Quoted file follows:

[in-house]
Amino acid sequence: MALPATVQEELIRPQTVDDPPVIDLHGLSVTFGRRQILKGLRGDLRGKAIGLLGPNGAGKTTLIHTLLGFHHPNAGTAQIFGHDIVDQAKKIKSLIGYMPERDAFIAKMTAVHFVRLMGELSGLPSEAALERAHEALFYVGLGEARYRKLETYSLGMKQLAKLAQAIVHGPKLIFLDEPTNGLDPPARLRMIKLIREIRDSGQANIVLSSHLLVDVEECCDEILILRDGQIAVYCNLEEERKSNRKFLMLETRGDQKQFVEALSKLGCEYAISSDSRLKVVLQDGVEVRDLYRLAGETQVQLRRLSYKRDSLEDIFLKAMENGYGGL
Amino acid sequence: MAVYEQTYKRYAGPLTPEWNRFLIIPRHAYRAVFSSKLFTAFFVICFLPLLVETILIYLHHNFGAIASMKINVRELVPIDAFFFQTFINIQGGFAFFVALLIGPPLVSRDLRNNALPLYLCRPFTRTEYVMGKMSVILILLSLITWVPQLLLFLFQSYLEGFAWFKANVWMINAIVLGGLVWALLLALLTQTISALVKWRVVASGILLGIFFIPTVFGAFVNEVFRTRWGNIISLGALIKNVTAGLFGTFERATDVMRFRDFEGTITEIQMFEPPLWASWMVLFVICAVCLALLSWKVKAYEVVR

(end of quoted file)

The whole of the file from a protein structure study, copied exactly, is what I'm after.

[in-house]
Amino acid sequence: MALPATVQEELIRPQTVDDPPVIDLHGLSVTFGRRQILKGLRGDLRGKAIGLLGPNGAGKTTLIHTLLGFHHPNAGTAQIFGHDIVDQAKKIKSLIGYMPERDAFIAKMTAVHFVRLMGELSGLPSEAALERAHEALFYVGLGEARYRKLETYSLGMKQLAKLAQAIVHGPKLIFLDEPTNGLDPPARLRMIKLIREIRDSGQANIVLSSHLLVDVEECCDEILILRDGQIAVYCNLEEERKSNRKFLMLETRGDQKQFVEALSKLGCEYAISSDSRLKVVLQDGVEVRDLYRLAGETQVQLRRLSYKRDSLEDIFLKAMENGYGGL
Amino acid sequence: MAVYEQTYKRYAGPLTPEWNRFLIIPRHAYRAVFSSKLFTAFFVICFLPLLVETILIYLHHNFGAIASMKINVRELVPIDAFFFQTFINIQGGFAFFVALLIGPPLVSRDLRNNALPLYLCRPFTRTEYVMGKMSVILILLSLITWVPQLLLFLFQSYLEGFAWFKANVWMINAIVLGGLVWALLLALLTQTISALVKWRVVASGILLGIFFIPTVFGAFVNEVFRTRWGNIISLGALIKNVTAGLFGTFERATDVMRFRDFEGTITEIQMFEPPLWASWMVLFVICAVCLALLSWKVKAYEVVR